Reference Number: 201108169
Use of antipsychotic medication in children and young adults has been shown to be an effective treatment for behaviors such as aggression, but doctors don't know as much about how they may affect weight, glucose, insulin, and lipids in younger patients. The point of this research is to study side effects of FDA-approved antipsychotic medications. These medications are now used commonly in children and young adults who have conduct disorder, aggression or other behavioral symptoms, although they are not FDA-approved for this purpose. We will be measuring how these drugs affect body weight and substances in the body such as glucose (sugar), insulin (a hormone that controls blood sugar levels), and lipids (fats). Dr. Newcomer and colleagues have performed more than 400 studies of this kind in adults to look at how different types of antipsychotic medications affect weight, glucose, insulin, and lipids. This study will include 264 children and young adults whose doctors want them to start taking antipsychotic medications to treat conduct disorder or other behavior symptoms.
Children with behavior problems and no history of diabetes.
Duration: Approximately 13 weeks.
Tests/Procedures: Participation Involves:
-A screening visit at Barnes Hospital.
-Glucose tolerance tests at Barnes Hospital.
-DXA scan (to measure body fat and content)
-Children will be asked questions about how you feel.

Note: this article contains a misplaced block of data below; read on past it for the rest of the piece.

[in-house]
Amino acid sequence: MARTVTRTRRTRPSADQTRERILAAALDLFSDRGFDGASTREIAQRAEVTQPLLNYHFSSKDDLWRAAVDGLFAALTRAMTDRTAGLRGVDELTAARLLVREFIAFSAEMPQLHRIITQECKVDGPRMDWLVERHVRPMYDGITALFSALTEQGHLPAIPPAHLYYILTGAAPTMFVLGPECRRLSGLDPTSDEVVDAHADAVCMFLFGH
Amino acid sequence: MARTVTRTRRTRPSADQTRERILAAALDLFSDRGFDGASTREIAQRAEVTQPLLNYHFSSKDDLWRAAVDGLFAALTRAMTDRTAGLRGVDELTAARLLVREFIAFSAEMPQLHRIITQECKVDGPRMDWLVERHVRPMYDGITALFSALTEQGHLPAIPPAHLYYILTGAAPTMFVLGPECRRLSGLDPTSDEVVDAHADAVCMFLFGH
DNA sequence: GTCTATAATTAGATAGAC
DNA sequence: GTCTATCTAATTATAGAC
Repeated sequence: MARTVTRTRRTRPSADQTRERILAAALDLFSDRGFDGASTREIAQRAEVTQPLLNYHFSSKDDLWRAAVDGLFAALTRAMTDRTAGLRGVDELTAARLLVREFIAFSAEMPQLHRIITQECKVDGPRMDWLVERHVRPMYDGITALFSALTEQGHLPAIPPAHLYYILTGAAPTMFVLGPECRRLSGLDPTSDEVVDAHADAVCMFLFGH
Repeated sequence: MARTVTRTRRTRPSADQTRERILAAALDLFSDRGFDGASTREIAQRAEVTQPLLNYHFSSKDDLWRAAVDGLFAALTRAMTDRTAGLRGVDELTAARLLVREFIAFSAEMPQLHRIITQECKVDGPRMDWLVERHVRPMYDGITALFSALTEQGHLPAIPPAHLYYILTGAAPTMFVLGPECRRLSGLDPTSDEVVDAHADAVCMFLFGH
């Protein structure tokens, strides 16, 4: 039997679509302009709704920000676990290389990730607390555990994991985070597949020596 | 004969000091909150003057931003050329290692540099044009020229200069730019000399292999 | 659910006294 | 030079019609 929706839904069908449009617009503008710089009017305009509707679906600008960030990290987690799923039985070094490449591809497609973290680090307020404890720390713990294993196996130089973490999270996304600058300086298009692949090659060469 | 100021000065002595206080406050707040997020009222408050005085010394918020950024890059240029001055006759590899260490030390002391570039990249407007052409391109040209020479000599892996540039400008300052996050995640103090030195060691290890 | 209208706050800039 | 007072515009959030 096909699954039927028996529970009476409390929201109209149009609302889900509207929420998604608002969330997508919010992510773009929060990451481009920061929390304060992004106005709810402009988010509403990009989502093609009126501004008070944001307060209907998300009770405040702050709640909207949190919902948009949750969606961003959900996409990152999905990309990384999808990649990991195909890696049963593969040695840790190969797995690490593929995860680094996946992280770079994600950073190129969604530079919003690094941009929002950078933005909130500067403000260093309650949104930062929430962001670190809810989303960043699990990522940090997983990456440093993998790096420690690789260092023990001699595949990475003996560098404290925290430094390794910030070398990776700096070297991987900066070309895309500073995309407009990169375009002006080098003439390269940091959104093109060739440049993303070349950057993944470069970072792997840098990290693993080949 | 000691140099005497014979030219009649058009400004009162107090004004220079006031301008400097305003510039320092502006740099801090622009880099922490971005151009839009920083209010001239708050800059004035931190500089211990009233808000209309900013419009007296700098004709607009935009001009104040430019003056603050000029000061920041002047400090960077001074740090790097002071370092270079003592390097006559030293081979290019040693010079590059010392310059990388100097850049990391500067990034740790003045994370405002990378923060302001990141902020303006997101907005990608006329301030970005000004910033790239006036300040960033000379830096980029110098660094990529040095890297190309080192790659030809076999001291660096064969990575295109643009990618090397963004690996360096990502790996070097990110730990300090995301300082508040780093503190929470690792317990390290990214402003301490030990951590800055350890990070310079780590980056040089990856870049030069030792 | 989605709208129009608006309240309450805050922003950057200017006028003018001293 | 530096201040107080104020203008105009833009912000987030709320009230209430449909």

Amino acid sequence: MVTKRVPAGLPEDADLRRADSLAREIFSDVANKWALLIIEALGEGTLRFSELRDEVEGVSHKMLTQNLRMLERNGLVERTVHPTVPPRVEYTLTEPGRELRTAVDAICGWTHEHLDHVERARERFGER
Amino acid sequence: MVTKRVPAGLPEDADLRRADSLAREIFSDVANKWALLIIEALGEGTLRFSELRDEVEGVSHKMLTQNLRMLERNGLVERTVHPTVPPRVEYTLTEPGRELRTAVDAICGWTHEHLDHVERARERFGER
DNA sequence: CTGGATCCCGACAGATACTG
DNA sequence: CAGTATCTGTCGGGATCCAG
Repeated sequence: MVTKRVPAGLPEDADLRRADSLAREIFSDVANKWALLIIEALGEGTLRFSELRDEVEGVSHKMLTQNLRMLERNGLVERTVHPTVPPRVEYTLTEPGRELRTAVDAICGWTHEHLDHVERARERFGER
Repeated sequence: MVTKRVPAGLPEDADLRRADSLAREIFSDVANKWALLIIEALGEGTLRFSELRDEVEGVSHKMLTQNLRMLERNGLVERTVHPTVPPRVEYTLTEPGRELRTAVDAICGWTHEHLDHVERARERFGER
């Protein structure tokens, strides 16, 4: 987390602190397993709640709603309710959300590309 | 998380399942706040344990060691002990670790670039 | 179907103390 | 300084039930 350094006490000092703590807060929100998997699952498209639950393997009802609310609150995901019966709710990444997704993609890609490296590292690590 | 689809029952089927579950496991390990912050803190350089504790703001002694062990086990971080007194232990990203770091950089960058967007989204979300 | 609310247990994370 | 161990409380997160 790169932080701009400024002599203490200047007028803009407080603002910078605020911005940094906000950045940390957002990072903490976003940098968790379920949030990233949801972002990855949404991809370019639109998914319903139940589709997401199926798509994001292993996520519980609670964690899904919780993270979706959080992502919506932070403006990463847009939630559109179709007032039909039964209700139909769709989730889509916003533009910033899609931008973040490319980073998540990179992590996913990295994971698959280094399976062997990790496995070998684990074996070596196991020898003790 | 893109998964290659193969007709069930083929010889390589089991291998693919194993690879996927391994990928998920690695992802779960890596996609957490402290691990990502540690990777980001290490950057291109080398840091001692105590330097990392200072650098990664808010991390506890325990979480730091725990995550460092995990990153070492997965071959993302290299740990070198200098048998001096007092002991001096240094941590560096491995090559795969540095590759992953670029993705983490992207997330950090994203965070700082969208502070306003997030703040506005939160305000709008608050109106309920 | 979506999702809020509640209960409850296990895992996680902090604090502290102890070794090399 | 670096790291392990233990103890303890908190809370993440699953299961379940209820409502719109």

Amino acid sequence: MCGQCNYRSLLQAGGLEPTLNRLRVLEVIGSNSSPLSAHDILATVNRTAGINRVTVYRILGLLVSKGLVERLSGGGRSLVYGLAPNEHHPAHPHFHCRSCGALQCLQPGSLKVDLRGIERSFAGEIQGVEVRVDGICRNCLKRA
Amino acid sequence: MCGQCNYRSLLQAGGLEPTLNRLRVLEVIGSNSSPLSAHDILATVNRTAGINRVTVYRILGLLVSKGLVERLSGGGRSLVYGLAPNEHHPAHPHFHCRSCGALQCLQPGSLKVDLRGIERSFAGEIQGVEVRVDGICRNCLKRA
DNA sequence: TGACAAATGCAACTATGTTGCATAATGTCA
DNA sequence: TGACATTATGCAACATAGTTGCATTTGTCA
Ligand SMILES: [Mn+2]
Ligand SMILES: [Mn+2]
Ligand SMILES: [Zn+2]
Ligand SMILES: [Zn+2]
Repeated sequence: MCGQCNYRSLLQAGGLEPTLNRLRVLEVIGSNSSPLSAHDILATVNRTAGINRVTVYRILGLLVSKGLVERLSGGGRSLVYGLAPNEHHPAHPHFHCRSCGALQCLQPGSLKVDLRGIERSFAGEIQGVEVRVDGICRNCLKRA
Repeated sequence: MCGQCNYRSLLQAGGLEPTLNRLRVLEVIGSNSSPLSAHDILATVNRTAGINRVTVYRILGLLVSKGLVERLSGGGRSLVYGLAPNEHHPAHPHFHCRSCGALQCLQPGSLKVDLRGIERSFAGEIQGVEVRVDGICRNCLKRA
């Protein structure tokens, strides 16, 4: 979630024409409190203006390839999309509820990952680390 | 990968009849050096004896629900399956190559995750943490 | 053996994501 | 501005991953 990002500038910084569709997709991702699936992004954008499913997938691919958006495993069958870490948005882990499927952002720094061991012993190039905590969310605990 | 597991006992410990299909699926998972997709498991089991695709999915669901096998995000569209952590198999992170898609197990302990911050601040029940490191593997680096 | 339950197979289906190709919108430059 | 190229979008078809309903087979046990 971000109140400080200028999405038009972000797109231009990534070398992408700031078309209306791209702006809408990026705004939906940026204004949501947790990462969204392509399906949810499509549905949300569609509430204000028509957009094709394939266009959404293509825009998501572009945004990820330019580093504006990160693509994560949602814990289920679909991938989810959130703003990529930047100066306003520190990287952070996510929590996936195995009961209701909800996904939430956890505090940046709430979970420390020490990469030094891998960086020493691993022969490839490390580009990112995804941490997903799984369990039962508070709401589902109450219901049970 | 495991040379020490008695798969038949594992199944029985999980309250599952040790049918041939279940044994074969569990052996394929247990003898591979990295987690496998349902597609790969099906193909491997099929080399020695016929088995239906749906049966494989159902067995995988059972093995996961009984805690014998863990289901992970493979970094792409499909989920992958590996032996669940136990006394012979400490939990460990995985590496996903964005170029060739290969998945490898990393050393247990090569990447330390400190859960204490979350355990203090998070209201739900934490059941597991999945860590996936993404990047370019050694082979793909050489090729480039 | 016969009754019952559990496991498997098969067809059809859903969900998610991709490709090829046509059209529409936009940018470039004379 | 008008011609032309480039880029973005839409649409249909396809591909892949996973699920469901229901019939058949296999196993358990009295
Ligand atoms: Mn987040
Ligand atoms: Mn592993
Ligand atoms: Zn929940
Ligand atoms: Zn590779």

-MRI of the abdomen (to measure fat and content)
-Two one day testing visits at Children's Hospital.
-Willingness to try a different medication under the supervision of your doctor.
-Regular check-ups with the research team.
Risks: Will be discussed in detail at the screening visit.
Benefits: These medicines may improve symptoms associated with aggressive behavior or conduct disorder. In addition, participants will be checked for serious medical conditions that may not show any symptoms, such as high blood pressure or diabetes. Finding these conditions may improve medical care.
This study will help doctors to understand how certain medications may affect diabetes risk and ways to address the risk of diabetes in children with conduct disorder, aggression or other behavior problems.
Compensation: Participants will receive a total value of $880.00 combined in gift certificates/Savings Bonds/and monetary reimbursement for participation in this research study. Remuneration will be distributed with the parent/ guardian receiving less than half of the total amount in cash. Children will receive payment in their choice of gift certificates or savings bonds. If a participant would like to stop their participation at any time, they will receive part of the $880 value, based on how far in the study they are ($180 for the screening visit, $100 for each the three OGTTs, and $200 for each of the two Isotope Clamps). All compensation will be for time and inconvenience for both the parent(s) and child.
John Newcomer, M.D.
Associate Professor of Psychiatry
Children's or Barnes Hospital
Clinical Research Coordinator